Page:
The Best of Men

The Best of Men

This week’s choice is by Edgar Albert Guest and is chosen to mark what would have been my own dad’s 85th birthday, had he lived.

This is the line that for him I pen,
Only a dad, but the best of men.

Edgar Albert Guest (1881—1959)

Poem 193. Only a Dad

Only a dad, with a tired face,
Coming home from the daily race,
Bringing little of gold or fame,
To show how well he has played the game,
But glad in his heart that his own rejoice
To see him come, and to hear his voice.
Only a dad, with a brood of four,
One of ten million men or more.
Plodding along in the daily strife,
Bearing the whips and the scorns of life,
With never a whimper of pain or hate,
For the sake of those who at home await.
Only a dad, neither rich nor proud,
Merely one of the surging crowd
Toiling, striving from day to day,
Facing whatever may come his way,
Silent, whenever the harsh condemn,
And bearing it all for the love of them.
Only a dad, but he gives his all
To smooth the way for his children small,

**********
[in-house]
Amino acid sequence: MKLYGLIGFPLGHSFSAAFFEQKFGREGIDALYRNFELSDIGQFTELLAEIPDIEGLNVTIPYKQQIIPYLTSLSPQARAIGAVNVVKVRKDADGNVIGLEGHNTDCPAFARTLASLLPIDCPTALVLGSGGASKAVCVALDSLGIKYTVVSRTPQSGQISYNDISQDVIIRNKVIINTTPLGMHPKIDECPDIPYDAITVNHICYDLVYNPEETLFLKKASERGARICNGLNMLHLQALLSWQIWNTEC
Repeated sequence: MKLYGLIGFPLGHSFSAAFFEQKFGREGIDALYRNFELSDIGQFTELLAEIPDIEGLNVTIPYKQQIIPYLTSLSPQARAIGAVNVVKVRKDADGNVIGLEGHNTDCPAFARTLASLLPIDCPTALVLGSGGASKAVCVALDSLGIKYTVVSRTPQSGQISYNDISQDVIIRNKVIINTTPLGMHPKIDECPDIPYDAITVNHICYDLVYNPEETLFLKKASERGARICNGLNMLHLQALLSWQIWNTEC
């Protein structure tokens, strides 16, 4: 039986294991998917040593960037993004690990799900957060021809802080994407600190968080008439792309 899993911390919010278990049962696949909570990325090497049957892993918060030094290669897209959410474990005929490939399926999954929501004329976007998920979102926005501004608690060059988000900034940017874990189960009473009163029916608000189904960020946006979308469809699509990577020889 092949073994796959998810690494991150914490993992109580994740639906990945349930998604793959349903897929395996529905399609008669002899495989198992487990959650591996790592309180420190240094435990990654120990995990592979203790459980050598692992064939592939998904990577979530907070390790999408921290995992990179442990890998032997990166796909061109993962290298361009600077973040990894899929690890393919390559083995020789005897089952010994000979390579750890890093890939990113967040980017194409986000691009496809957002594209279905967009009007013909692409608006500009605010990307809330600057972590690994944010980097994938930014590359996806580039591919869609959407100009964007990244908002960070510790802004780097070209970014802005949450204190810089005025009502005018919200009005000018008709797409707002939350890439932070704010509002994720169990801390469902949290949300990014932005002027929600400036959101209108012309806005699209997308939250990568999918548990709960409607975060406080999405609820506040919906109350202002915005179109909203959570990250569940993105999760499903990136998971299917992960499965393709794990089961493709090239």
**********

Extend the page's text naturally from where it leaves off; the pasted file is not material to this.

Doing, with courage stern and grim,
The deeds that his father did for him.
This is the line that for him I pen,
Only a dad, but the best of men.

This poem is a heart-felt tribute to fathers and the sacrifices they make, often working long hours for little recompense or recognition from their colleagues or line managers, deriving their happiness from their family at the end of the day, knowing that their daily travails benefit those who depend on them, like their father did for them.

I like this poem because it reminds me of my own dad who was (of course) the best of men to my brother and me: a funny, generous and kindly father. I visit his memorial stone when I visit Nicola’s, and remember his sense of humour, his carpentry addiction, and the hours he spent working on behalf of the Village Hall. I hope that I reflect his character as much as I can.